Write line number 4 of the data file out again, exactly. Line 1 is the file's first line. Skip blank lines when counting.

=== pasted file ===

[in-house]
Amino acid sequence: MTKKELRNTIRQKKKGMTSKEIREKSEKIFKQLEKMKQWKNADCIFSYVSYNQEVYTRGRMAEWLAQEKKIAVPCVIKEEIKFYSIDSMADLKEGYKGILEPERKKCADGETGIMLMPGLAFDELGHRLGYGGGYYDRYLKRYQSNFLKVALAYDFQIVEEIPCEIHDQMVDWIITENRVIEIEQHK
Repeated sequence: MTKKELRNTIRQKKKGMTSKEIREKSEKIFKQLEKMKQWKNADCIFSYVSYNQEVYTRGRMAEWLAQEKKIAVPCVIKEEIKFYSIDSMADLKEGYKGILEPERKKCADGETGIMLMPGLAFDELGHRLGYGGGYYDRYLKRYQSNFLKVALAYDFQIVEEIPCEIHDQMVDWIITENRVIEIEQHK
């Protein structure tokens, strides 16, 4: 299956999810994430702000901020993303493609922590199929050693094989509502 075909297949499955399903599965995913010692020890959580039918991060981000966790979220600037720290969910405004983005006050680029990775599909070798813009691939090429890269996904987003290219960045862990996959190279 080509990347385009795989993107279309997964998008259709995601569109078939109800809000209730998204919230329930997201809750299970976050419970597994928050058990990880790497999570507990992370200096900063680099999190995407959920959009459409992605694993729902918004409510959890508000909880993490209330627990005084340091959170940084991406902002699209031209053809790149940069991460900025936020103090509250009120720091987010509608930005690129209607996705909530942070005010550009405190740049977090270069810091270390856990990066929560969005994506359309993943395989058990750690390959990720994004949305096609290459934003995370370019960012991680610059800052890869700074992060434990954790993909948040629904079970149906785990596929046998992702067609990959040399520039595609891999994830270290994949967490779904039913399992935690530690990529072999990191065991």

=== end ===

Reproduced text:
């Protein structure tokens, strides 16, 4: 299956999810994430702000901020993303493609922590199929050693094989509502 075909297949499955399903599965995913010692020890959580039918991060981000966790979220600037720290969910405004983005006050680029990775599909070798813009691939090429890269996904987003290219960045862990996959190279 080509990347385009795989993107279309997964998008259709995601569109078939109800809000209730998204919230329930997201809750299970976050419970597994928050058990990880790497999570507990992370200096900063680099999190995407959920959009459409992605694993729902918004409510959890508000909880993490209330627990005084340091959170940084991406902002699209031209053809790149940069991460900025936020103090509250009120720091987010509608930005690129209607996705909530942070005010550009405190740049977090270069810091270390856990990066929560969005994506359309993943395989058990750690390959990720994004949305096609290459934003995370370019960012991680610059800052890869700074992060434990954790993909948040629904079970149906785990596929046998992702067609990959040399520039595609891999994830270290994949967490779904039913399992935690530690990529072999990191065991």